One of the last places you'd expect to get stuck behind a tractor would be in central London, so some residents might have been surprised to spot a long line of them marching into the capital yesterday.

The reason for the visit was a slow moving and noisy demonstration against the risk of UK food standards being lowered in pursuit of a trade deal with the US.

Around 20 of tractors slowly made their way to Parliament, with the campaigners from Save British Farming dressed as fruit and vegetables in order to "save Britain from chlorinated chicken and hormone-fuelled beef."

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The slow-go protest was pictured crossing Westminster Bridge, with several Londoners tweeting surprised pictures of the tractors, and many confused as to the reason for the demonstration.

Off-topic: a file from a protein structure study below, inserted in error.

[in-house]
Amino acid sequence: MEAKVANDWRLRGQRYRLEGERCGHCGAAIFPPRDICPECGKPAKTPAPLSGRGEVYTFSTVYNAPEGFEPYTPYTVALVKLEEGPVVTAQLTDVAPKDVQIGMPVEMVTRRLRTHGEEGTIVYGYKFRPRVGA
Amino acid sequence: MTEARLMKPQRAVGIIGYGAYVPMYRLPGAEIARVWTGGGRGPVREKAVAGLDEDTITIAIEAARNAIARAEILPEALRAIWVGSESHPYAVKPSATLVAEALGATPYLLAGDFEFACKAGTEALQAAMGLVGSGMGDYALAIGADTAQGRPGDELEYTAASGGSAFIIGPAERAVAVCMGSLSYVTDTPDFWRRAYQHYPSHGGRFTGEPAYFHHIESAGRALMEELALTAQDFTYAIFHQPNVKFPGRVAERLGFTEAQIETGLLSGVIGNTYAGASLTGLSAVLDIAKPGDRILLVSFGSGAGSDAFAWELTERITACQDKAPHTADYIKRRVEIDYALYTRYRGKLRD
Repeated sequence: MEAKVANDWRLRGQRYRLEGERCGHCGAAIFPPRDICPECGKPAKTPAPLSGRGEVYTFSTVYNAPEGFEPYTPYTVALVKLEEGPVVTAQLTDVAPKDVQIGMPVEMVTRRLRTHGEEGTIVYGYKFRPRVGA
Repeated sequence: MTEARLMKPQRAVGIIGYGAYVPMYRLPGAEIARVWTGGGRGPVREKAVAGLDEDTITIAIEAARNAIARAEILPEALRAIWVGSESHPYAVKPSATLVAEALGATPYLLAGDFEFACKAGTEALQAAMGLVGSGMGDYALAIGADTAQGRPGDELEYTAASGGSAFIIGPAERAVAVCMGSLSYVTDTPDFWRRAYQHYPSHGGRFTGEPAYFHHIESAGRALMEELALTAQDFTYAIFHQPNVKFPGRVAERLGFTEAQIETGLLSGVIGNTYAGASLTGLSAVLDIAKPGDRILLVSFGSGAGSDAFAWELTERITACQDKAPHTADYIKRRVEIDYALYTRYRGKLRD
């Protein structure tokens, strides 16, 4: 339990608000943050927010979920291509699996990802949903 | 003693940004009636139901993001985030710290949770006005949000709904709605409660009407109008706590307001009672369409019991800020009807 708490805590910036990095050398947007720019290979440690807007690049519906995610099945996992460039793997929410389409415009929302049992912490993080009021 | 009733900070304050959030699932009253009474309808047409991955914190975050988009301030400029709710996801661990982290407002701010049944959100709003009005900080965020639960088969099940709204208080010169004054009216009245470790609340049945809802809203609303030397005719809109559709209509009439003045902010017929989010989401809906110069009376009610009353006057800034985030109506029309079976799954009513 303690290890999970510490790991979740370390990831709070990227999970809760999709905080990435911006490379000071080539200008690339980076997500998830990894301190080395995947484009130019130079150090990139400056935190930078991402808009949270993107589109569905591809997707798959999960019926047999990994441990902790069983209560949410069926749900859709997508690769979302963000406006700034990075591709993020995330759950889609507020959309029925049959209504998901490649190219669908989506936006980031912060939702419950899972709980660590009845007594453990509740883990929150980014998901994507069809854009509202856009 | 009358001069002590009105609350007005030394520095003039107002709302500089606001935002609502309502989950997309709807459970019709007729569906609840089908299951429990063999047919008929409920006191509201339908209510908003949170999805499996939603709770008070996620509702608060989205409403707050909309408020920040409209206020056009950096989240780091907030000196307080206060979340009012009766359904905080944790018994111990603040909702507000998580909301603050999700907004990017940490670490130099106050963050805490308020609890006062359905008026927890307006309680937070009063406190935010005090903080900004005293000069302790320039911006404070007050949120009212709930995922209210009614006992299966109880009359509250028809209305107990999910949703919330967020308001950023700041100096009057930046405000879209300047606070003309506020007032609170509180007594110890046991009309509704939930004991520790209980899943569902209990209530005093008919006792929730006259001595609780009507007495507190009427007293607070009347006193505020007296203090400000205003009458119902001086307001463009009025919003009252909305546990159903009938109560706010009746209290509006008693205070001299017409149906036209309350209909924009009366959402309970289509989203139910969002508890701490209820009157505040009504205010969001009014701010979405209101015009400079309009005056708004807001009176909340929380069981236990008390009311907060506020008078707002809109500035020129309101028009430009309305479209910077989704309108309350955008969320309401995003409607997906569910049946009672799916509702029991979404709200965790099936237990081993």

Save British Farming, the group behind the protest, warned that half of the UK’s farms could be put at risk, should the Agriculture Bill, fail to legislate to protect British agricultural and food production standards in future deals.

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In an impassioned video plea posted on social media backing the movement, British author Emma Kennedy asked supporters to write to their MP expressing their concerns.

"If you want to help save British farms; if you want to maintain the food standards we have grown used to; if you animal welfare standards to remain as they were; if you don’t want British farms to have to return to the bad old days of intensive farming; if you don’t want to see half of British farms go under – then write to your MP."



Environment Secretary George Eustice and International Trade Secretary Liz Truss have insisted the Government remains "firmly committed to upholding our high environmental, food safety and animal welfare standards outside the EU".